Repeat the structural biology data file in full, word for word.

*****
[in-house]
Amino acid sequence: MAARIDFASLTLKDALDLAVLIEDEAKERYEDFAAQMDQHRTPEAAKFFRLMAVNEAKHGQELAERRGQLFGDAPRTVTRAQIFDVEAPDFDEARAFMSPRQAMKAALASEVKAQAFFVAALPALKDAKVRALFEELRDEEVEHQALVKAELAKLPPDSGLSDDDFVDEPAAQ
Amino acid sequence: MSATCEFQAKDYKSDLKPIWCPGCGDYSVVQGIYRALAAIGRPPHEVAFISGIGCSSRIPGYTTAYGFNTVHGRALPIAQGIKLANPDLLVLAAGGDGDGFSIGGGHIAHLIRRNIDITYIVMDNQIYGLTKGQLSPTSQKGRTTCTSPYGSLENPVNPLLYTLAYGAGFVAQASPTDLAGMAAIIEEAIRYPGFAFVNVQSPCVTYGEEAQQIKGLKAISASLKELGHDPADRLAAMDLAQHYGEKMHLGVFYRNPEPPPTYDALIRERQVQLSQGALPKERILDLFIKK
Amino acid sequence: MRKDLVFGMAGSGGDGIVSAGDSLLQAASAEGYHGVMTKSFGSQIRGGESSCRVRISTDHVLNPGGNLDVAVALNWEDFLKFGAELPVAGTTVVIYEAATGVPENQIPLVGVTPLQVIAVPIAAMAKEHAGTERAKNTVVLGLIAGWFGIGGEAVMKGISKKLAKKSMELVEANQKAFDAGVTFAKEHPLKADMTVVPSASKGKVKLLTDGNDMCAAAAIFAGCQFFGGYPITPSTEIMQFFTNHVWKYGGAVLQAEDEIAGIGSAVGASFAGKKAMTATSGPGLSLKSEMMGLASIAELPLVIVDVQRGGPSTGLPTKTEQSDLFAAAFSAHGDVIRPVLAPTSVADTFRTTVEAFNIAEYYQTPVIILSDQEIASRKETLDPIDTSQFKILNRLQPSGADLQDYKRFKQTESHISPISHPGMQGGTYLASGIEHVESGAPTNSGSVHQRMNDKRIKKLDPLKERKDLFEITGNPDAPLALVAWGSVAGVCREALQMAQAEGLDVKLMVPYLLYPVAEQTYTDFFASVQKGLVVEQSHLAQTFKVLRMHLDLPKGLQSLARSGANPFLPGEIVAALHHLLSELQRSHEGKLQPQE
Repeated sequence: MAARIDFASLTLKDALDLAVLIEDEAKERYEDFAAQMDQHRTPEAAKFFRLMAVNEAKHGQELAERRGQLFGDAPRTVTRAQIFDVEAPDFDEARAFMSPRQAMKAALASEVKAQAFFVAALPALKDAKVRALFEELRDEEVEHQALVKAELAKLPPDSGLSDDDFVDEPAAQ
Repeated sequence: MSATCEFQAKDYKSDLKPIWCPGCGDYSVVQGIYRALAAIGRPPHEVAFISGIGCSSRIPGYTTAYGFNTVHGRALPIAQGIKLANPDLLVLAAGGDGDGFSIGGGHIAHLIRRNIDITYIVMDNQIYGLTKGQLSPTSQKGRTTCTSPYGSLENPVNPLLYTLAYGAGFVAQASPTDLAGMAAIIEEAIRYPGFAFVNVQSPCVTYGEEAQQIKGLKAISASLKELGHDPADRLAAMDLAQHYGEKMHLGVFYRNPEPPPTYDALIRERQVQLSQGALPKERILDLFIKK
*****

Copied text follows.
[in-house]
Amino acid sequence: MAARIDFASLTLKDALDLAVLIEDEAKERYEDFAAQMDQHRTPEAAKFFRLMAVNEAKHGQELAERRGQLFGDAPRTVTRAQIFDVEAPDFDEARAFMSPRQAMKAALASEVKAQAFFVAALPALKDAKVRALFEELRDEEVEHQALVKAELAKLPPDSGLSDDDFVDEPAAQ
Amino acid sequence: MSATCEFQAKDYKSDLKPIWCPGCGDYSVVQGIYRALAAIGRPPHEVAFISGIGCSSRIPGYTTAYGFNTVHGRALPIAQGIKLANPDLLVLAAGGDGDGFSIGGGHIAHLIRRNIDITYIVMDNQIYGLTKGQLSPTSQKGRTTCTSPYGSLENPVNPLLYTLAYGAGFVAQASPTDLAGMAAIIEEAIRYPGFAFVNVQSPCVTYGEEAQQIKGLKAISASLKELGHDPADRLAAMDLAQHYGEKMHLGVFYRNPEPPPTYDALIRERQVQLSQGALPKERILDLFIKK
Amino acid sequence: MRKDLVFGMAGSGGDGIVSAGDSLLQAASAEGYHGVMTKSFGSQIRGGESSCRVRISTDHVLNPGGNLDVAVALNWEDFLKFGAELPVAGTTVVIYEAATGVPENQIPLVGVTPLQVIAVPIAAMAKEHAGTERAKNTVVLGLIAGWFGIGGEAVMKGISKKLAKKSMELVEANQKAFDAGVTFAKEHPLKADMTVVPSASKGKVKLLTDGNDMCAAAAIFAGCQFFGGYPITPSTEIMQFFTNHVWKYGGAVLQAEDEIAGIGSAVGASFAGKKAMTATSGPGLSLKSEMMGLASIAELPLVIVDVQRGGPSTGLPTKTEQSDLFAAAFSAHGDVIRPVLAPTSVADTFRTTVEAFNIAEYYQTPVIILSDQEIASRKETLDPIDTSQFKILNRLQPSGADLQDYKRFKQTESHISPISHPGMQGGTYLASGIEHVESGAPTNSGSVHQRMNDKRIKKLDPLKERKDLFEITGNPDAPLALVAWGSVAGVCREALQMAQAEGLDVKLMVPYLLYPVAEQTYTDFFASVQKGLVVEQSHLAQTFKVLRMHLDLPKGLQSLARSGANPFLPGEIVAALHHLLSELQRSHEGKLQPQE
Repeated sequence: MAARIDFASLTLKDALDLAVLIEDEAKERYEDFAAQMDQHRTPEAAKFFRLMAVNEAKHGQELAERRGQLFGDAPRTVTRAQIFDVEAPDFDEARAFMSPRQAMKAALASEVKAQAFFVAALPALKDAKVRALFEELRDEEVEHQALVKAELAKLPPDSGLSDDDFVDEPAAQ
Repeated sequence: MSATCEFQAKDYKSDLKPIWCPGCGDYSVVQGIYRALAAIGRPPHEVAFISGIGCSSRIPGYTTAYGFNTVHGRALPIAQGIKLANPDLLVLAAGGDGDGFSIGGGHIAHLIRRNIDITYIVMDNQIYGLTKGQLSPTSQKGRTTCTSPYGSLENPVNPLLYTLAYGAGFVAQASPTDLAGMAAIIEEAIRYPGFAFVNVQSPCVTYGEEAQQIKGLKAISASLKELGHDPADRLAAMDLAQHYGEKMHLGVFYRNPEPPPTYDALIRERQVQLSQGALPKERILDLFIKK